CIRM awards more than $56 Million to advance clinical research, including a novel therapy designed to treat Parkinson’s


Koren Temple-Perry
Sr. Director, Marketing & Communications

South San Francisco, CA, Feb. 23, 2024 – The California Institute for Regenerative Medicine (CIRM), the world’s largest institution dedicated to regenerative medicine, awarded $56 million to fund various clinical research aimed at treating Parkinson’s disease, autoimmune conditions and a variety of cancers.

The awards will support seven projects in the Agency’s clinical program which provides funding for eligible stem cell and gene therapy-based projects through all stages of clinical trial development.

In addition, CIRM approved awarding $21.3 million to create a network of Shared Resources Laboratories (SRLs) for Stem Cell-Based Modeling, an important component of CIRM’s Infrastructure Program.

The clinical awards approved at the CIRM January Independent Citizens’ Oversight Committee (ICOC) meeting include:

Application #


Program Title


Principal Investigator/Institution Amount


CLIN1-14845 Neural stem cell delivered oncolytic viro-immunotherapy for ovarian cancer Aboody, Karen – City of Hope $5,314,547
CLIN1-15337 Chimeric TGFB Signaling Receptor (CTSR) Enabled Anti-B7H3 CAR T-cell Therapy in Children and Adolescents and Young Adults (AYA) with Recurrent Solid Tumors Asgharzadeh, Shahab – Children’s Hospital Los Angeles $6,000,000
CLIN2-14801 Stem-Derived IL13Ra2 Chimeric Antigen Receptor T cells for Patients with Melanoma and Advanced Solid Tumors Kalbasi, Anusha – Stanford $10,211,085
CLIN2-15547 Phase 1/2a Dose Escalation Study of Autologous Neuron Replacement in Sporadic Parkinson’s Disease (PD) Wirth, Edward – Aspen Neuroscience $8,000,000
CLIN2-15562 Phase 1 Study of Autologous E-SYNC T Cells in Adult Participants with EGFRvIII+ Glioblastoma Okada, Hideho – UCSF $10,927,618
CLIN2-16063 A phase 1/2 study to evaluate a bi-specific CD19/CD20-directed CAR T-cell, in refractory lupus nephritis (LN) and systemic lupus erythematosus (SLE) Benjamin, Jonathan – ImmPACT-Bio, Inc. $8,000,000
CLIN2-16303 A Phase 1 Study in Participants with Moderate to Severe Active Systemic Lupus Erythematosus Hickingbottom, Barbara – Fate Therapeutics $7,934,448


An Individualized Treatment for Parkinson’s
An $8 million award to Aspen Neuroscience will advance an investigational stem cell-derived dopaminergic neuron replacement therapy for Parkinson’s disease (PD). This individualized potential therapy is being explored in a First in Human Phase 1/2a clinical trial for patients with moderate to advanced PD.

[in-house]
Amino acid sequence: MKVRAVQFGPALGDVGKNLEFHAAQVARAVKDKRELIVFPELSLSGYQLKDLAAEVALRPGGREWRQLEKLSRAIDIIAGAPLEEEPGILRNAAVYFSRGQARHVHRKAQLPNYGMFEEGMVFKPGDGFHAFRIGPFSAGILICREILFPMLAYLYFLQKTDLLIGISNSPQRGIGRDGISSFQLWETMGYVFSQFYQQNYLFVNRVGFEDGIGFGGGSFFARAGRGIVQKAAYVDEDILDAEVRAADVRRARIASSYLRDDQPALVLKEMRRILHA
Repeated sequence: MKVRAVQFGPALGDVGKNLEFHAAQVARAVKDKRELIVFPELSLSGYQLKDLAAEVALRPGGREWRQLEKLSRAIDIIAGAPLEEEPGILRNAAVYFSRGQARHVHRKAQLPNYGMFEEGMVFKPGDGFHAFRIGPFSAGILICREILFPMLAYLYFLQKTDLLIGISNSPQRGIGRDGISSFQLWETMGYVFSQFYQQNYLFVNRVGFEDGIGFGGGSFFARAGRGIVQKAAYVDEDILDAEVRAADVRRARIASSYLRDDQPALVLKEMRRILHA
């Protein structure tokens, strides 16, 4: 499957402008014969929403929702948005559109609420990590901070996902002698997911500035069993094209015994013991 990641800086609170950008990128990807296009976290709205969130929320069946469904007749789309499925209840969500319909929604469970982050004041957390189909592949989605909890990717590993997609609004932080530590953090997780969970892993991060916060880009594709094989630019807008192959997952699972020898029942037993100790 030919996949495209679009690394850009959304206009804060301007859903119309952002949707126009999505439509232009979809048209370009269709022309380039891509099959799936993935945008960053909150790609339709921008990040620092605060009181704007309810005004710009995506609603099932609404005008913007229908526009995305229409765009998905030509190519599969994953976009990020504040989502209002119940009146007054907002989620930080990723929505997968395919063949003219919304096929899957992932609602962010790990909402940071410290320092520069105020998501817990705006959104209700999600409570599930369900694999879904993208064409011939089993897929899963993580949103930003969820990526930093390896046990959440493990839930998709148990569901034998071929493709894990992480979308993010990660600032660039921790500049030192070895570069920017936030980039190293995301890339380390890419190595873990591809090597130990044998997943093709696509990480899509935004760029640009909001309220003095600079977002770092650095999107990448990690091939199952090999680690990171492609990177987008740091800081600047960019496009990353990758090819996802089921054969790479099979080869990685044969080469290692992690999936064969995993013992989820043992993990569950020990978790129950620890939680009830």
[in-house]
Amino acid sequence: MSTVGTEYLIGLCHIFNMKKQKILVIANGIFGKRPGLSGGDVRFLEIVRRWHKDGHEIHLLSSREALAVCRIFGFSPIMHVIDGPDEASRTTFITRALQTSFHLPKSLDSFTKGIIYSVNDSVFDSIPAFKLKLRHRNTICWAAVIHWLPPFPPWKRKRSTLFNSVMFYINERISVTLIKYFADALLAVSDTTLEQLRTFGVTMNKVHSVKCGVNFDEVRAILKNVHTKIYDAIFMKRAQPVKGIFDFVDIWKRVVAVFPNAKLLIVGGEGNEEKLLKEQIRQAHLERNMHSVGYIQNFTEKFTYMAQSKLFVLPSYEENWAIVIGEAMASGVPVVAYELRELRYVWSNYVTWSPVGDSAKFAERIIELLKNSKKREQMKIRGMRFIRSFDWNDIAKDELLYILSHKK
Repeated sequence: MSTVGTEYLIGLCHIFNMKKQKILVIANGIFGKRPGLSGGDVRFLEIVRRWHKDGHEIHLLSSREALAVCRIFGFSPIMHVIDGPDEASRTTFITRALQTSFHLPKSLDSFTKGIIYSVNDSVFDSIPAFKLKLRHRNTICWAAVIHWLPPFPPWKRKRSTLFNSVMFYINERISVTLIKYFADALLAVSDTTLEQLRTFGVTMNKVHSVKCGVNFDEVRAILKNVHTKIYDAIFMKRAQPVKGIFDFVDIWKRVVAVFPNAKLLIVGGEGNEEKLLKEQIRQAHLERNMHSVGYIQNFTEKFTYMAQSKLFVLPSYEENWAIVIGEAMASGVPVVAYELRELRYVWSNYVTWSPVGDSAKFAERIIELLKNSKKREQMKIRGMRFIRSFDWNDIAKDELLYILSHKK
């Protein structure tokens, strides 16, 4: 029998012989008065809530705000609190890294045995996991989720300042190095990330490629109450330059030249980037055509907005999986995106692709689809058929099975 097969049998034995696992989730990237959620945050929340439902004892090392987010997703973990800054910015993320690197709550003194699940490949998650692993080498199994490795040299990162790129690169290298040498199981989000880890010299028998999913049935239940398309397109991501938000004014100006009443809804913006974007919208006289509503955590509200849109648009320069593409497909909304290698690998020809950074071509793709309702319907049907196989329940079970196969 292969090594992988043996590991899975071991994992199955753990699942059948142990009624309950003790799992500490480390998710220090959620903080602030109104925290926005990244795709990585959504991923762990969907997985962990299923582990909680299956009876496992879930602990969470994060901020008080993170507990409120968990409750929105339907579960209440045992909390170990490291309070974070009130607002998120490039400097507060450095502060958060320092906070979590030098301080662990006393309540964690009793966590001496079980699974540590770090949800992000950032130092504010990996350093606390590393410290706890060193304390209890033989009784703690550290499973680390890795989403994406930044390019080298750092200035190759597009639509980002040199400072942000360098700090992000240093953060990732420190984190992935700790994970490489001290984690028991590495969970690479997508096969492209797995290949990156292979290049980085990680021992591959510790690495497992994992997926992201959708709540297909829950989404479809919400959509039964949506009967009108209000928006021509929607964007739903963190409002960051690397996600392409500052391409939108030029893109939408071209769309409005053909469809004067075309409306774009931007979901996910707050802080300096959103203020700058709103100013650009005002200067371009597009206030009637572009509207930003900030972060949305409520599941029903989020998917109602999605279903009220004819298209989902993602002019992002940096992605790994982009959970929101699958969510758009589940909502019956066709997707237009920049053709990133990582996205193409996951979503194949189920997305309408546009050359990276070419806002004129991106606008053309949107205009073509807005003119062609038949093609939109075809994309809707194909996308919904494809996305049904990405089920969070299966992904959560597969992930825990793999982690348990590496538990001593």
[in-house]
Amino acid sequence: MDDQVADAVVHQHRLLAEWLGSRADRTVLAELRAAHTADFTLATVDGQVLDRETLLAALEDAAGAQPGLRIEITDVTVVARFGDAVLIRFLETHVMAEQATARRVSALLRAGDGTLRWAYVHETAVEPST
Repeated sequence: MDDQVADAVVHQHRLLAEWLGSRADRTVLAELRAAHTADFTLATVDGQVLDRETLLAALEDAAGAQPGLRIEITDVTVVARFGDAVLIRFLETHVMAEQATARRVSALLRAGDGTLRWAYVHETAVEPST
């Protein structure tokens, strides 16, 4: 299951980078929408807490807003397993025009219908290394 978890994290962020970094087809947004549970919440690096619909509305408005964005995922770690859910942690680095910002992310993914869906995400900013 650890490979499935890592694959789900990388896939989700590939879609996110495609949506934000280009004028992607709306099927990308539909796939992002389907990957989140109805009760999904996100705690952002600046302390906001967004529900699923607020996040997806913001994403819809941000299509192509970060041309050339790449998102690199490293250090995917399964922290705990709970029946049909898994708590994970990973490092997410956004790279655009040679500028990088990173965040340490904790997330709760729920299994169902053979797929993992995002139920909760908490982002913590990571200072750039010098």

Affecting more than one million Americans, PD is a devastating neurodegenerative disorder that causes walking and motor problems, as well as impaired balance and coordination. Existing therapies alleviate symptoms but do not treat the disease, leading to a significant unmet medical need for those suffering from this chronic condition.

“We would like to thank CIRM for their support of this program to investigate an autologous cell therapy for Parkinson’s disease, which is a very personalized condition,” said Damien McDevitt, PhD, President and CEO of Aspen Neuroscience, Inc. “This first-in-human trial is the culmination of many years of work by a remarkable team of researchers and clinicians. Our approach to provide patients with their own dopamine neuron cells has the potential to impact the entire field of neurodegenerative disorders.”

This clinical trial aims to evaluate the safety, tolerability, and preliminary efficacy of this one-time therapy that, if successful, would eliminate the need for daily medications.

“This clinical award represents a significant step forward in the treatment landscape of Parkinson’s disease by advancing individualized therapy that has the potential to restore motor function in those impacted by this devastating condition,” said Dr. Abla Creasey, PhD, Vice President of Therapeutics Development at CIRM. 

Off-the-Shelf CD19 CAR T for Patients with Autoimmune Disease
Through a $7.9 million award to Barbara Hickingbottom, MD, of Fate Therapeutics, CIRM and Fate will advance clinical research for FT819, an induced pluripotent stem cell (iPSC)-derived CD19 CAR T-cell therapy for Systemic Lupus Erythematosus (SLE). SLE is a debilitating autoimmune disease and affects more than 200,000 Americans, particularly women of color.

FT819 targets B cells with the aim to reset the immune system and provide drug-free remission for patients with autoimmune diseases.  Fate manufactures FT819 using a clonal master iPSC line as a renewal cell source, providing a uniform cell therapy product that is mass produced and delivered off-the-shelf to patients. As a result, FT819 is designed to bring the curative potential of cell therapy to large numbers of patients with SLE and other autoimmune diseases.

“This innovative approach shows great promise in transforming clinical practice for Systemic Lupus Erythematosus, providing a new potential treatment option for individuals and families affected by this challenging disease,” added Dr. Creasey.

“CD19 CAR T cell therapy has demonstrated tremendous potential for patients with autoimmune diseases,” said Dr. Hickingbottom. “We look forward to partnering with CIRM to broadly realize this potential with FT819, the industry’s first CAR T-cell therapy manufactured from a clonal master iPSC line to reach clinical investigation.”